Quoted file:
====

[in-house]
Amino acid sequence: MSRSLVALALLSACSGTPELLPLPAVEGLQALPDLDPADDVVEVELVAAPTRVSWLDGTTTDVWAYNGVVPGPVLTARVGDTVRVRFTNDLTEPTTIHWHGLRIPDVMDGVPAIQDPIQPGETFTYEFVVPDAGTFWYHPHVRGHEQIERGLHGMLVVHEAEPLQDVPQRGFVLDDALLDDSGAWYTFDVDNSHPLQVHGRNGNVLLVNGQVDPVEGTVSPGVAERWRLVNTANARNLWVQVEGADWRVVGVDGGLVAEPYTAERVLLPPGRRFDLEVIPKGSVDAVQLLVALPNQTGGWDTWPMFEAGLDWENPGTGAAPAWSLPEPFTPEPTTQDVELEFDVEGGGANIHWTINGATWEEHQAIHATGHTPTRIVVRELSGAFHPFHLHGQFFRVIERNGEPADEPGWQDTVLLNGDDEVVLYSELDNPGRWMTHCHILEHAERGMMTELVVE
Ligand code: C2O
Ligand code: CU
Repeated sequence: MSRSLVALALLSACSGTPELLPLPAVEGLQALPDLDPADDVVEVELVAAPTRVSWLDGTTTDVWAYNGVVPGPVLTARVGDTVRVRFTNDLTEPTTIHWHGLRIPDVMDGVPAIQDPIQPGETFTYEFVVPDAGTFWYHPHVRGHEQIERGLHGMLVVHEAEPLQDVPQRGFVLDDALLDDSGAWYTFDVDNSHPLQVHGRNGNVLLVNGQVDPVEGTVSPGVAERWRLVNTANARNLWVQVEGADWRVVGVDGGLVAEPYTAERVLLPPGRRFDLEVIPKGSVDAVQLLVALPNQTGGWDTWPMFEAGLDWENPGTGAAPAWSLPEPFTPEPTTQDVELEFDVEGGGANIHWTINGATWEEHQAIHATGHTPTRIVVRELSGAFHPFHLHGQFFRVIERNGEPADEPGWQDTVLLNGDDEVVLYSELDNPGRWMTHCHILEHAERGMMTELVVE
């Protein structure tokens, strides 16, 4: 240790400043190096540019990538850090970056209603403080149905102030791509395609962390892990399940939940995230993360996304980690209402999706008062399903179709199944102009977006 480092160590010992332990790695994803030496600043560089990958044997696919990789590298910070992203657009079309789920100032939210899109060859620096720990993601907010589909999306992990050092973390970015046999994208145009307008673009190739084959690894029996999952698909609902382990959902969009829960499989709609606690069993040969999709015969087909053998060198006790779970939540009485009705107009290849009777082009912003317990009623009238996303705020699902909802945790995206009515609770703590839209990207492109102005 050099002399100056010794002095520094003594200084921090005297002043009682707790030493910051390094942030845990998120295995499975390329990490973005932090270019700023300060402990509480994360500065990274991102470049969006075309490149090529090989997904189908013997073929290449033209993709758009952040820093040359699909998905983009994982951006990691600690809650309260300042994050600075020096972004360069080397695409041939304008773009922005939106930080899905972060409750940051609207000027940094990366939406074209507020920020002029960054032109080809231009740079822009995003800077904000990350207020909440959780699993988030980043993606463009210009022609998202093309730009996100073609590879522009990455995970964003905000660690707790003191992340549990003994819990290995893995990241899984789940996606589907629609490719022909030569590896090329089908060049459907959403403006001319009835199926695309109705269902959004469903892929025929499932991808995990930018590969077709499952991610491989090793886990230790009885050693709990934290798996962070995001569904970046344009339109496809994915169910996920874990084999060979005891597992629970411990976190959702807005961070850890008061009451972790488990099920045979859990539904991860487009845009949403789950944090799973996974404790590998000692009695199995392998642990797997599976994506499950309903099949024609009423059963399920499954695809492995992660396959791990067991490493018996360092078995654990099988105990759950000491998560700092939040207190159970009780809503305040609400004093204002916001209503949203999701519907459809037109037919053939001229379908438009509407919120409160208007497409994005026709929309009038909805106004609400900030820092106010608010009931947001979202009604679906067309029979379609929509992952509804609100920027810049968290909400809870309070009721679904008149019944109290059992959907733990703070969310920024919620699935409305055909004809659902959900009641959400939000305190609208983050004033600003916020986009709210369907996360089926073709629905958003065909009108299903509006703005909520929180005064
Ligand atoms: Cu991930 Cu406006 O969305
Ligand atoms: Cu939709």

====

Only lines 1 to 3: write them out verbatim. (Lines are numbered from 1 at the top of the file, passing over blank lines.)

[in-house]
Amino acid sequence: MSRSLVALALLSACSGTPELLPLPAVEGLQALPDLDPADDVVEVELVAAPTRVSWLDGTTTDVWAYNGVVPGPVLTARVGDTVRVRFTNDLTEPTTIHWHGLRIPDVMDGVPAIQDPIQPGETFTYEFVVPDAGTFWYHPHVRGHEQIERGLHGMLVVHEAEPLQDVPQRGFVLDDALLDDSGAWYTFDVDNSHPLQVHGRNGNVLLVNGQVDPVEGTVSPGVAERWRLVNTANARNLWVQVEGADWRVVGVDGGLVAEPYTAERVLLPPGRRFDLEVIPKGSVDAVQLLVALPNQTGGWDTWPMFEAGLDWENPGTGAAPAWSLPEPFTPEPTTQDVELEFDVEGGGANIHWTINGATWEEHQAIHATGHTPTRIVVRELSGAFHPFHLHGQFFRVIERNGEPADEPGWQDTVLLNGDDEVVLYSELDNPGRWMTHCHILEHAERGMMTELVVE
Ligand code: C2O